Having used the Reala Ace for almost all of my photos during my trip to Singapore, it has grown on me as my new favorite Fujifilm film simulation to date. What I like about this film simulation is that you get the true-to-life color rendering of Classic Chrome and the high contrast nature of Pro Negative High, giving a 90s film look that my millenial self is familiar with from all the countless photos I took using a film camera.


IBIS is its best upgrade.

Megapixels aside, the biggest upgrade on the X100VI is its in-body image stabilization–which is a first for the X100 series. Fujifilm claims that the X100VI’s IBIS can compensate for up to 6 stops, so I had to try that out by taking a few night shots and dialing down the shutter speed to as low as 0.5 seconds.

I’m quite impressed at how the X100VI’s IBIS was able to mange any shake even when I was shooting handheld at a shutter speed as slow as 0.5 seconds. While some may argue that IBIS is not necessary because the X100VI has a wide-angle lens, having this feature brings in new possibilities on how you shoot photos.


It still gives you that feeling of using an analog camera.

Perhaps one of the main reasons why people love the X100 series is that it is one of the few digital cameras that gives you that analog feel. Having physical controls to adjust aperture, shutter speed, ISO, and even exposure compensation is great for those who are serious in learning the art of photography.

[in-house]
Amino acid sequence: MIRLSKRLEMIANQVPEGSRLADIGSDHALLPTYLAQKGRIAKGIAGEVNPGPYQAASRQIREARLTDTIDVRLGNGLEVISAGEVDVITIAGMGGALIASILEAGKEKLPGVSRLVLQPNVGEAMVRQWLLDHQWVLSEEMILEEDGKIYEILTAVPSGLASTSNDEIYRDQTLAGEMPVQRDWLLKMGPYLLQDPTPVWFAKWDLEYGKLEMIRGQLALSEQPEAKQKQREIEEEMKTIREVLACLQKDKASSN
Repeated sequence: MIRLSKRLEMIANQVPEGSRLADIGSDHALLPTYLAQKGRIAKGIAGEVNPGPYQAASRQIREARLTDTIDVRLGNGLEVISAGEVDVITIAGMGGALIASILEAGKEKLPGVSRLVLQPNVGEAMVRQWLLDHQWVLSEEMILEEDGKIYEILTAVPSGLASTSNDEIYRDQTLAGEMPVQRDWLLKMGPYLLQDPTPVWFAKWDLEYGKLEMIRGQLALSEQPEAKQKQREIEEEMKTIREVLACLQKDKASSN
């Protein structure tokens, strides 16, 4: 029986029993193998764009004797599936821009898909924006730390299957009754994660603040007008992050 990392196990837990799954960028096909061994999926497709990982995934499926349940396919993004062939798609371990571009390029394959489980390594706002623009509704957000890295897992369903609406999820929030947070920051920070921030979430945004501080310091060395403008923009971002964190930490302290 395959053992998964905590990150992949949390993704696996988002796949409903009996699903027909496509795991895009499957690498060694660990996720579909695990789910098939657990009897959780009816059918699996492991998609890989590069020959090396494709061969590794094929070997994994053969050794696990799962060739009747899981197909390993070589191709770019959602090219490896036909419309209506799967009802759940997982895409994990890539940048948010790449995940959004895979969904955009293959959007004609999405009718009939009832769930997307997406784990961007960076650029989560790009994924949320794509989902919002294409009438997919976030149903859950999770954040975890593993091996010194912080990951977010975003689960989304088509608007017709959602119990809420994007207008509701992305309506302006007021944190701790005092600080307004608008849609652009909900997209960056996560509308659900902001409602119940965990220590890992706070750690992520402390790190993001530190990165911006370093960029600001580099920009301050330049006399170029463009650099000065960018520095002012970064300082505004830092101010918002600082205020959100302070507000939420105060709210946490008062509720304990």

Those not familiar with the X100VI’s controls need not worry: trust me, it’s pretty easy to learn its user interface, making it a camera that’s beginner-friendly to an extent. Even tinkering with its hybrid viewfinder is an easy task–all you need to do is to flick the switch in front of the camera to choose either optical or electronic viewfinder.


Is it worth the hype?

The X100VI’s pricing plays a big factor: as the first X100 camera to breach the Php 100k mark and made in China (unlike previous models that are proudly made in Japan), it is expensive for a fixed-lens digital camera. However, there’s no comparable fixed-lens digital rangefinder in the market, which is why there’s a strong demand for the X100VI.

Those currently using the X100V might not consider upgrading, as the only real difference with the X100VI is the new sensor and the addition of IBIS. That being said, the X100VI does deserve the hype because it improves on the X100V and still retains that charm that makes the entire X100 series a statement camera for enthusiasts. Like its predecessor, you’ll have a challenge (at least for now) in securing an X100VI, as this camera is sold out everywhere–and there’s no update as to when Fujifilm will be able to meet the demand for it.

The Fujifilm X100VI has an official price of Php 103,990 in the Philippines. The first batch of orders are expected to arrive in April, and there’s no update yet when official retailers will accept additional orders.